I do as much work as possible in my own shop. My floor has some pretty dark oil and grease stains. Usually when I start a job I wear what I like to refer to as "work" clothes. And they get greasy! But, the two guys in the photo define the meaning of the term "grease" monkey.
When I used to work in the refineries, we had our "greasers" they were the clothes we wore over our "work clothes" We left them at the job site and "maybe" washed them once a week (or never). We were in Anadarko Okla. working at a refinery outage for the Christmas shutdown. The local laundry's had signs everywhere "DO NOT WASH YOUR GREASERS". But in typical construction workers ways. A pipefitter (Im a Boilermaker, please do not confuse us with each other ) decided to wash and dry his "greasers" at the local laundry at night when no one was there. Well, that laundry no longer exist. It seems the fumes from the "Greasers" and the dryers did not mix well and blew the entire laundry to shreds. It did not hurt the poor old pipefitter much, it singed him up some, and he got to spend a few nights in the local jail, for public drunk, and destruction of property. So being the quick learner I am, I never had the urge to wash any of my greasers.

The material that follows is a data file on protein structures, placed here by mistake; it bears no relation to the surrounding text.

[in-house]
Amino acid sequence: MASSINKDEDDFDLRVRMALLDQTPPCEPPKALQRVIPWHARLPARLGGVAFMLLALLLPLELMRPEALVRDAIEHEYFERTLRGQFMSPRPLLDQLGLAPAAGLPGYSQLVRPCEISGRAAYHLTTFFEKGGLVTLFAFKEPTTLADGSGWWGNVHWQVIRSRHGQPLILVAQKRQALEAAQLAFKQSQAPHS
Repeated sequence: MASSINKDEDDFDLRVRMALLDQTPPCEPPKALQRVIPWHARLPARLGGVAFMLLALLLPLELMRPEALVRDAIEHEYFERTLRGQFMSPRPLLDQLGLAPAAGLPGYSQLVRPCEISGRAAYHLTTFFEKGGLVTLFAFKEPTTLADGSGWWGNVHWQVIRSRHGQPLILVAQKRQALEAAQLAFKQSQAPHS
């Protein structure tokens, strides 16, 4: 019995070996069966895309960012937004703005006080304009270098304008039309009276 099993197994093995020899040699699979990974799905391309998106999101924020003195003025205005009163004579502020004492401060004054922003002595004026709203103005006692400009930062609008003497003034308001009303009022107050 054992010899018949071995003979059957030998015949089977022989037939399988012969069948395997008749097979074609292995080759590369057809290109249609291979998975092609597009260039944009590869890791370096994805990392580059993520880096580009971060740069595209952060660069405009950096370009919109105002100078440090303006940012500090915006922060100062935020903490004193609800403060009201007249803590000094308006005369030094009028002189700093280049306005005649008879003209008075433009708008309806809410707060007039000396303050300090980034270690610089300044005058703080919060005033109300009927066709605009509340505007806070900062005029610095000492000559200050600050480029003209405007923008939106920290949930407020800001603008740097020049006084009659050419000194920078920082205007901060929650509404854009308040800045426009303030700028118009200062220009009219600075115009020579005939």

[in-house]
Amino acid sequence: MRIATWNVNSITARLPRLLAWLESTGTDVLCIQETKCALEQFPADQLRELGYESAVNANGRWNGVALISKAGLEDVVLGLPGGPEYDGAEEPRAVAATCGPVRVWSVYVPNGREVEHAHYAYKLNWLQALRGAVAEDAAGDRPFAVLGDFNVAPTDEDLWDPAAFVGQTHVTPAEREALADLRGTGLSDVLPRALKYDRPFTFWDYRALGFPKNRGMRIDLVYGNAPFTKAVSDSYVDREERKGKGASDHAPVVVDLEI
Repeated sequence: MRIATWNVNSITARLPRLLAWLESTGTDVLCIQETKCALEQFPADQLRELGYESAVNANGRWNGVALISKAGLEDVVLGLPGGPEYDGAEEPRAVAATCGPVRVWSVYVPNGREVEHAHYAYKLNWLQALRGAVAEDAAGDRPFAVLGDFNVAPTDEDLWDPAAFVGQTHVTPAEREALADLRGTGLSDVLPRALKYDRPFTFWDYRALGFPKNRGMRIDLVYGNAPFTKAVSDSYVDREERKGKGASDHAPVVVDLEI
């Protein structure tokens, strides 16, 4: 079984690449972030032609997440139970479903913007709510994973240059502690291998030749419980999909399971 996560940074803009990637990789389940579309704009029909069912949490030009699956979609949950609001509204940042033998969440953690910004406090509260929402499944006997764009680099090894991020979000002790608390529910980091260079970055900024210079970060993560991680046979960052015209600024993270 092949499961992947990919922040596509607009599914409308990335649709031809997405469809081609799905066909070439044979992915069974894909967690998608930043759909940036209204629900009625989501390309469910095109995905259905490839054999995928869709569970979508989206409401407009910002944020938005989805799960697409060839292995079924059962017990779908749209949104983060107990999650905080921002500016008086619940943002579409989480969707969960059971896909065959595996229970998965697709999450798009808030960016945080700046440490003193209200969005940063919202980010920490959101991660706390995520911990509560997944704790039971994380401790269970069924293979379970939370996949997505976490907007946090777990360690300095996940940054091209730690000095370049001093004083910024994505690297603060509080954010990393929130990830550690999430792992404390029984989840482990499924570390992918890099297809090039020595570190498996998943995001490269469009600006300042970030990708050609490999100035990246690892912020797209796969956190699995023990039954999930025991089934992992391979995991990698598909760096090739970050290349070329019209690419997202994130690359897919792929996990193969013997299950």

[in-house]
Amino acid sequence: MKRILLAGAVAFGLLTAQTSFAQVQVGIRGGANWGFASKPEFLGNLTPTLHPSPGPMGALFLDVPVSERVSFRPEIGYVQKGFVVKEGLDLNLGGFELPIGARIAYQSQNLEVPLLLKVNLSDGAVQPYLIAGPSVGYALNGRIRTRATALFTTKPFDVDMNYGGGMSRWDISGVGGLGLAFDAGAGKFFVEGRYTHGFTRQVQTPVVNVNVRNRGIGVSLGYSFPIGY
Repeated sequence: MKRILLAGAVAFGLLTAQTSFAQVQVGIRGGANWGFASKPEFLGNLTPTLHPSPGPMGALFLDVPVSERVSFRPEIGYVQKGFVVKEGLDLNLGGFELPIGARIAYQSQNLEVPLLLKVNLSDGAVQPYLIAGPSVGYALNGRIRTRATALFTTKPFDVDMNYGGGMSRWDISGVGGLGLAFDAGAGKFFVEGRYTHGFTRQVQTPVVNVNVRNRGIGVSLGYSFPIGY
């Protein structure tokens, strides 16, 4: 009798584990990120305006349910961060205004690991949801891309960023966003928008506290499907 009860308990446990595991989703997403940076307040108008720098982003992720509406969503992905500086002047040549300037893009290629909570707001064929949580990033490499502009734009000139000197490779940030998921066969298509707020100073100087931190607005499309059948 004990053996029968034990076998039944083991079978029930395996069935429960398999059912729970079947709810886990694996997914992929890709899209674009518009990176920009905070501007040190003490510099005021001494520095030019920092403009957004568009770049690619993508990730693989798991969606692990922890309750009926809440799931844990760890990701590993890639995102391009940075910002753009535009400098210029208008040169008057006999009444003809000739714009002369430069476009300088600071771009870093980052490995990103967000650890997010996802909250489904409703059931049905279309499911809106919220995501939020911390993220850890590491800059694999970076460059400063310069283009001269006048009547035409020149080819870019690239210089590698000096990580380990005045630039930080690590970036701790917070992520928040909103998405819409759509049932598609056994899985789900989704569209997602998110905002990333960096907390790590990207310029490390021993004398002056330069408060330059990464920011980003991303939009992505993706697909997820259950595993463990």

Donnie, I love that story. I worked as a laborer in the iron mines several years ago. An ore season would typically last from April to October. We had our work clothes and our coveralls. When it got too hot in the summer time we had only coveralls. The coveralls never got washed. You just washed them at the end of the year and threw them away after 2 years because they'd be so greasy, ragged and saturated with ore they were ready to be thrown. The laundromat had special washers set aside for mine clothes only. We worked under the conveyor belts with high pressure water hoses cleaning dripping mud and water off the bottom of the washing plant. At least twice a week we'd wash and grease the rollers on the conveyor system. At the end of the day you'd simply take off your coveralls and hang them in a locker, then walk into the shower, scrub down, walk back out and get dressed in your work clothes to go home. I can't begin to describe the disappointment I felt when they closed the mine down. I ended up leaving and going to school to be a machinist but, I never had as good a job again as those ore seasons in the iron mines.